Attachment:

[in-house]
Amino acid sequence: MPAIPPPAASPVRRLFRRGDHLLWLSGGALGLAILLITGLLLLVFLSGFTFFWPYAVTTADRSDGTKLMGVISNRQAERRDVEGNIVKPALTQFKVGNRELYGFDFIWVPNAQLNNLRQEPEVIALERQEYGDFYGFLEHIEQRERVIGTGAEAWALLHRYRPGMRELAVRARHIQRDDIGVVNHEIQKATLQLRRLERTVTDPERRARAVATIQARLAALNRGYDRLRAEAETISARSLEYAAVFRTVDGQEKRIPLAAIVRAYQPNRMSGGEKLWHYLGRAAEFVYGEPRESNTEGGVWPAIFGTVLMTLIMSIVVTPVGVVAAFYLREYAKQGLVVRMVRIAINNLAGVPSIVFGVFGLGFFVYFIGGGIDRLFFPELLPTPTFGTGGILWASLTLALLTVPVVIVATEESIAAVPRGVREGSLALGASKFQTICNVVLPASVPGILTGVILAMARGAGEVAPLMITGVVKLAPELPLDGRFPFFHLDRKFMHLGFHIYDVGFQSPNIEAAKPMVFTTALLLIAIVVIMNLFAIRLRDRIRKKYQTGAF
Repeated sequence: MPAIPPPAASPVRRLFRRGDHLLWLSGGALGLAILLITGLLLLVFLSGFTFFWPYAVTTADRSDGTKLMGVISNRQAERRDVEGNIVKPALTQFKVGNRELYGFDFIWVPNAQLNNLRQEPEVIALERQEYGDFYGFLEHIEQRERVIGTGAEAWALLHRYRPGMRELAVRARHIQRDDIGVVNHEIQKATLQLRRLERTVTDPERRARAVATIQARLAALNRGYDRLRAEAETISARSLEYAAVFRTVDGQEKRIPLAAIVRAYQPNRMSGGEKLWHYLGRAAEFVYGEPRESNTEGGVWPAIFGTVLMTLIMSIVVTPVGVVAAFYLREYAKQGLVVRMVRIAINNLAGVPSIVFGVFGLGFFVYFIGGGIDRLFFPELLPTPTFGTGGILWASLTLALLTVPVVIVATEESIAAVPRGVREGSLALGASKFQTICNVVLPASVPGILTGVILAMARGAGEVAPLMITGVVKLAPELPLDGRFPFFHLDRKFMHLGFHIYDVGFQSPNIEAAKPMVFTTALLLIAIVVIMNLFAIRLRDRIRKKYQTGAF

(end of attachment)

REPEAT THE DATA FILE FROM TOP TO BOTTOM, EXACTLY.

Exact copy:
[in-house]
Amino acid sequence: MPAIPPPAASPVRRLFRRGDHLLWLSGGALGLAILLITGLLLLVFLSGFTFFWPYAVTTADRSDGTKLMGVISNRQAERRDVEGNIVKPALTQFKVGNRELYGFDFIWVPNAQLNNLRQEPEVIALERQEYGDFYGFLEHIEQRERVIGTGAEAWALLHRYRPGMRELAVRARHIQRDDIGVVNHEIQKATLQLRRLERTVTDPERRARAVATIQARLAALNRGYDRLRAEAETISARSLEYAAVFRTVDGQEKRIPLAAIVRAYQPNRMSGGEKLWHYLGRAAEFVYGEPRESNTEGGVWPAIFGTVLMTLIMSIVVTPVGVVAAFYLREYAKQGLVVRMVRIAINNLAGVPSIVFGVFGLGFFVYFIGGGIDRLFFPELLPTPTFGTGGILWASLTLALLTVPVVIVATEESIAAVPRGVREGSLALGASKFQTICNVVLPASVPGILTGVILAMARGAGEVAPLMITGVVKLAPELPLDGRFPFFHLDRKFMHLGFHIYDVGFQSPNIEAAKPMVFTTALLLIAIVVIMNLFAIRLRDRIRKKYQTGAF
Repeated sequence: MPAIPPPAASPVRRLFRRGDHLLWLSGGALGLAILLITGLLLLVFLSGFTFFWPYAVTTADRSDGTKLMGVISNRQAERRDVEGNIVKPALTQFKVGNRELYGFDFIWVPNAQLNNLRQEPEVIALERQEYGDFYGFLEHIEQRERVIGTGAEAWALLHRYRPGMRELAVRARHIQRDDIGVVNHEIQKATLQLRRLERTVTDPERRARAVATIQARLAALNRGYDRLRAEAETISARSLEYAAVFRTVDGQEKRIPLAAIVRAYQPNRMSGGEKLWHYLGRAAEFVYGEPRESNTEGGVWPAIFGTVLMTLIMSIVVTPVGVVAAFYLREYAKQGLVVRMVRIAINNLAGVPSIVFGVFGLGFFVYFIGGGIDRLFFPELLPTPTFGTGGILWASLTLALLTVPVVIVATEESIAAVPRGVREGSLALGASKFQTICNVVLPASVPGILTGVILAMARGAGEVAPLMITGVVKLAPELPLDGRFPFFHLDRKFMHLGFHIYDVGFQSPNIEAAKPMVFTTALLLIAIVVIMNLFAIRLRDRIRKKYQTGAF